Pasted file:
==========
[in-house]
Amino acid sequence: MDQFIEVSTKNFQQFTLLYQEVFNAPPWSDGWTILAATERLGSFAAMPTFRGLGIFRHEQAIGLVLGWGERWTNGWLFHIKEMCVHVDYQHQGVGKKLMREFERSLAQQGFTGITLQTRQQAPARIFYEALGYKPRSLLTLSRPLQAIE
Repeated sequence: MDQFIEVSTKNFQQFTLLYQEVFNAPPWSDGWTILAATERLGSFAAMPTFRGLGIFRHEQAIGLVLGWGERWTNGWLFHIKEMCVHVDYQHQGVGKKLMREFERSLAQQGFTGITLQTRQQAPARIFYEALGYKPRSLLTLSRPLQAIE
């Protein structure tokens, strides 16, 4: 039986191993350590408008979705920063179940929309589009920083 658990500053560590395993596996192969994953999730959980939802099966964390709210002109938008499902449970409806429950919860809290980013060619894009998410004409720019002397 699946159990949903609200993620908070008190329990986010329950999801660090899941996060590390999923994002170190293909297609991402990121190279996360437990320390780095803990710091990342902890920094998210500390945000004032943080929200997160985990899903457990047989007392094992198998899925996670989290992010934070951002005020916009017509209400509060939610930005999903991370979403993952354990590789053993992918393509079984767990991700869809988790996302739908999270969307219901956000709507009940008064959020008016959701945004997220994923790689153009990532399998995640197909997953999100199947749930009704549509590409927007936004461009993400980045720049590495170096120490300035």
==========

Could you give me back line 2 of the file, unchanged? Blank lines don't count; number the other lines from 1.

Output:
Amino acid sequence: MDQFIEVSTKNFQQFTLLYQEVFNAPPWSDGWTILAATERLGSFAAMPTFRGLGIFRHEQAIGLVLGWGERWTNGWLFHIKEMCVHVDYQHQGVGKKLMREFERSLAQQGFTGITLQTRQQAPARIFYEALGYKPRSLLTLSRPLQAIE